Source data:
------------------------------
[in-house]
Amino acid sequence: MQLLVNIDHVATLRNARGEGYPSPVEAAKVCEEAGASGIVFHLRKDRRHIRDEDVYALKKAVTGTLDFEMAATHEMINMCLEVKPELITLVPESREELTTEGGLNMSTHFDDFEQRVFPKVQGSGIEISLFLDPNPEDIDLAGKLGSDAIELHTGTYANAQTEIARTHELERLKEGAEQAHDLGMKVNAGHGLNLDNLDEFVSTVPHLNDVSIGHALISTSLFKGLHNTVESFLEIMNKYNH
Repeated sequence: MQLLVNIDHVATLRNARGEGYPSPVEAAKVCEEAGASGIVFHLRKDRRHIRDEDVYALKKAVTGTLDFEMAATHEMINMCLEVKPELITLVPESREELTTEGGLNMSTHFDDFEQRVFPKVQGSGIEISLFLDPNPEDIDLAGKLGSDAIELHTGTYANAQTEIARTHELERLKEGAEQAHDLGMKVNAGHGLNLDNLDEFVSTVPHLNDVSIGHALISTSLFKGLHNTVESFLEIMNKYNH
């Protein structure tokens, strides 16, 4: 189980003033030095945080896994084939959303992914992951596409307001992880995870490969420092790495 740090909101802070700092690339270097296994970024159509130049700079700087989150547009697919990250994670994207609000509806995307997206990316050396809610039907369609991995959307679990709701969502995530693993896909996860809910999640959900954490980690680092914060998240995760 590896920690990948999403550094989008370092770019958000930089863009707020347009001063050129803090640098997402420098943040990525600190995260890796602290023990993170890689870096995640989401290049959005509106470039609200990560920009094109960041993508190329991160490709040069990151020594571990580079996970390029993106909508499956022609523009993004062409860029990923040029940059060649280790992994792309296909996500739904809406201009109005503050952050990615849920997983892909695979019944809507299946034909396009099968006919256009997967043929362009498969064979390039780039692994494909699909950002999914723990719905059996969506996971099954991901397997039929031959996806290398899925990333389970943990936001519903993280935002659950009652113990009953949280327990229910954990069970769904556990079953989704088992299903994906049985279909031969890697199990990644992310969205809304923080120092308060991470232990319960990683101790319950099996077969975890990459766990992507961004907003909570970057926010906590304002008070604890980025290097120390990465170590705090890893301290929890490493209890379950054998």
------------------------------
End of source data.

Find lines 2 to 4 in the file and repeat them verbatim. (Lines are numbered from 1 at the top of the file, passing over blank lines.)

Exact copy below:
Amino acid sequence: MQLLVNIDHVATLRNARGEGYPSPVEAAKVCEEAGASGIVFHLRKDRRHIRDEDVYALKKAVTGTLDFEMAATHEMINMCLEVKPELITLVPESREELTTEGGLNMSTHFDDFEQRVFPKVQGSGIEISLFLDPNPEDIDLAGKLGSDAIELHTGTYANAQTEIARTHELERLKEGAEQAHDLGMKVNAGHGLNLDNLDEFVSTVPHLNDVSIGHALISTSLFKGLHNTVESFLEIMNKYNH
Repeated sequence: MQLLVNIDHVATLRNARGEGYPSPVEAAKVCEEAGASGIVFHLRKDRRHIRDEDVYALKKAVTGTLDFEMAATHEMINMCLEVKPELITLVPESREELTTEGGLNMSTHFDDFEQRVFPKVQGSGIEISLFLDPNPEDIDLAGKLGSDAIELHTGTYANAQTEIARTHELERLKEGAEQAHDLGMKVNAGHGLNLDNLDEFVSTVPHLNDVSIGHALISTSLFKGLHNTVESFLEIMNKYNH
């Protein structure tokens, strides 16, 4: 189980003033030095945080896994084939959303992914992951596409307001992880995870490969420092790495 740090909101802070700092690339270097296994970024159509130049700079700087989150547009697919990250994670994207609000509806995307997206990316050396809610039907369609991995959307679990709701969502995530693993896909996860809910999640959900954490980690680092914060998240995760 590896920690990948999403550094989008370092770019958000930089863009707020347009001063050129803090640098997402420098943040990525600190995260890796602290023990993170890689870096995640989401290049959005509106470039609200990560920009094109960041993508190329991160490709040069990151020594571990580079996970390029993106909508499956022609523009993004062409860029990923040029940059060649280790992994792309296909996500739904809406201009109005503050952050990615849920997983892909695979019944809507299946034909396009099968006919256009997967043929362009498969064979390039780039692994494909699909950002999914723990719905059996969506996971099954991901397997039929031959996806290398899925990333389970943990936001519903993280935002659950009652113990009953949280327990229910954990069970769904556990079953989704088992299903994906049985279909031969890697199990990644992310969205809304923080120092308060991470232990319960990683101790319950099996077969975890990459766990992507961004907003909570970057926010906590304002008070604890980025290097120390990465170590705090890893301290929890490493209890379950054998």